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Texas Tussle

The Texans and the Cowboys (Choosing Sides, Aug. 19)? A team
that has won five games in each of the last two seasons and a
team that probably won't win five games total in the next two
years hardly deserve a story, let alone a cover. The only thing
I could see that was slightly exciting about this so-called
"war" of Texas was which team had the better-looking cheerleaders.
Michael Campagna, Bristol, R.I.

All that the Cowboys and Texans will be battling for is last
place in their respective divisions. The Texans have a rookie at
quarterback, and the Cowboys don't have a quarterback at all.
That adds up to two losing seasons. I hope Texas fans have fun on
Sept. 8 because that is the only excitement they'll be seeing all
Ryan Kozul, Boston

Your interview with several Texans fans once again validates the
old Texas saying, The best thing to ever come out of Houston?
Interstate 45 to DALLAS! Win five Super Bowls and let's talk in
30 years.
Kent Douglas, Plano, Texas

"WAR for Texas"? Wasn't there at least one editor who said that
using the word war to describe a game would be a bad idea? War is
what our dedicated servicemen and -women are waging half a world
away on our behalf. I love football, but it ain't war.
Dean DiGiacomo, San Clemente, Calif.

Adult Education

Rick Reilly's column Welcome to the Real World (THE LIFE OF
REILLY, Aug. 19) should be required reading for all athletes,
coaches, managers and business executives who think their job is
No. 1. It took a Jobian disaster before John Elway realized how
important family really is. I hope that people learn from him.
Hugh Gitlin, St. Paul

The loss of Elway's father and twin sister in such a short
period of time is certainly tragic. However, there's nothing
else in Rick Reilly's article that evokes any sympathy,
compassion or admiration. Poor John was so busy letting people
kiss his feet that he ignored his wife and kids. Elway found out
that being famous and being a smart businessman are two
different things.
Howard Davis, Wilmette, Ill.

Having Their Phil

Whether or not he ever wins a major, Phil Mickelson (Major
Issues, Aug. 19) will always be my favorite PGA player for one
reason: grace. I follow him every year during the practice
rounds at the International at Castle Pines in Castle Rock,
Colo., and without fail he gives out gloves and balls to kids,
thanks them for coming and smiles as if he understands how
fortunate he is. In my eyes Phil has already won the grand slam
of life.
David Rosenthal, Littleton, Colo.

As foreign as it may seem to the world of golf, Phil Mickelson
may simply be analogous to the corporate middle manager: happy to
go home having done an honest day's work without bringing with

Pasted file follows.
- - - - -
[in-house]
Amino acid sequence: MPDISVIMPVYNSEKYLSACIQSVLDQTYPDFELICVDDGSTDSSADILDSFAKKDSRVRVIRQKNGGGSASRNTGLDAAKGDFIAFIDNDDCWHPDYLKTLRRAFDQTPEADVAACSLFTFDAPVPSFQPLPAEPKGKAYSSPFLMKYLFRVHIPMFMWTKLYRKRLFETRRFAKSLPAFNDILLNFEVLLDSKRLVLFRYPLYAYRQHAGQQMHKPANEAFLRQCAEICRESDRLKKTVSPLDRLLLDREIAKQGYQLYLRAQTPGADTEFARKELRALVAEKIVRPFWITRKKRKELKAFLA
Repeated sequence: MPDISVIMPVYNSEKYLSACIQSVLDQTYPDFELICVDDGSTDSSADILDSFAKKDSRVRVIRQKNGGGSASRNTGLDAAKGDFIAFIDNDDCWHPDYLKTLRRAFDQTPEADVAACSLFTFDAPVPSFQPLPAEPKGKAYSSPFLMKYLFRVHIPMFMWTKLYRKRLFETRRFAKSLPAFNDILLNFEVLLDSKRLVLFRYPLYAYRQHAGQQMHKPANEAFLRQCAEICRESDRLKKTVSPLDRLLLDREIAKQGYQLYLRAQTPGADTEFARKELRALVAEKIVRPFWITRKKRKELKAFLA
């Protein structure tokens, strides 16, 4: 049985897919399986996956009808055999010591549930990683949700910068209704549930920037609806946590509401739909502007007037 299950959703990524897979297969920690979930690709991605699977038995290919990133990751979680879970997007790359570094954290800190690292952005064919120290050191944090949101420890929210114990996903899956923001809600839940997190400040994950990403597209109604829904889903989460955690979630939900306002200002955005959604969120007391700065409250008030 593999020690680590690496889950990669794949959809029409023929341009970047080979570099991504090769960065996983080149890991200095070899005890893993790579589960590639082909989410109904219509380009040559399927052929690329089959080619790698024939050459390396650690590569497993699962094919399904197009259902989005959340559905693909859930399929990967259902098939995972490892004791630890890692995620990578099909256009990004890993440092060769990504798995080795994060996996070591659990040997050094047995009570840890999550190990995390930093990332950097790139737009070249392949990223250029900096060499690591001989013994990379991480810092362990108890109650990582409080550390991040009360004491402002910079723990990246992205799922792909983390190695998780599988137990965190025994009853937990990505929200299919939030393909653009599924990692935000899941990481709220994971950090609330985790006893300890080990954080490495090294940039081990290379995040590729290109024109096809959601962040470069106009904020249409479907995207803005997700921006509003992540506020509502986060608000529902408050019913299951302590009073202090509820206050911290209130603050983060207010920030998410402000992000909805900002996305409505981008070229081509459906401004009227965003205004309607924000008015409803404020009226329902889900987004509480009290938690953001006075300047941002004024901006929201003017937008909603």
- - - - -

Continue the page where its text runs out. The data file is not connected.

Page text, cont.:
him all of the tensions and baggage that come from being the top
Jennifer E. Turck, Homer, N.Y.

So, who really wrote that piece on Phil Mickelson, Jack McCallum
or Phil's mom? Phil's lazy work habits were minimized, his
gambling habits were downplayed, his poor mental approach was
overlooked, and his perpetual tendency to tighten up in majors
was completely dismissed.
Bill Toomey, Newark, Del.

I wonder if all of the people who criticize Phil Mickelson for
not having won a major realize that he is far better at his job
than they will ever be at theirs.
Aaron Hendrickson, Hancock, Mich.

It took John Elway's losing his father, his twin sister, his wife
and his four kids to realize what a lousy person he'd been to his
family, yet we loved him for being a star. Phil Mickelson
understands there is more to life than beating Tiger Woods, yet
we berate him and call him complacent. Shame on us.
Jeffrey C. Ford, Aurora, Ill.

Reality Check

I never realized that the replacement players are still treated
as second-class citizens by their peers seven years later
(SCORECARD, Aug. 19). Your article confirms what I've already
concluded about most major league baseball players: They are
greedy, selfish people who have lost sight of the fact that they
get paid big money to play a kid's game.
Tom Kaniewski, New York City

Just Vin, Baby

Steve Rushin's column The Most Artful Dodger was right on the
mark (Air and Space, Aug. 19). My father died in 1960 when I was
six years old, and I found great comfort on many nights by going
to sleep with my transistor radio under my pillow and listening
to Vin Scully call the Dodgers' games. I tuned in to almost every
Dodgers game until I was well into my teens. Scully, more than
anyone else, fueled my love of sports, and baseball in
Steven Gardner, Redlands, Calif.

I hate the Dodgers. I always have. But when I am lucky enough to
listen to a Vin Scully broadcast, my eyes moisten and I get a
lump in my throat. Unlike all of the homogenized pinheads calling
games these days, Scully is truly a national treasure.
Keith Hull, Boise, Idaho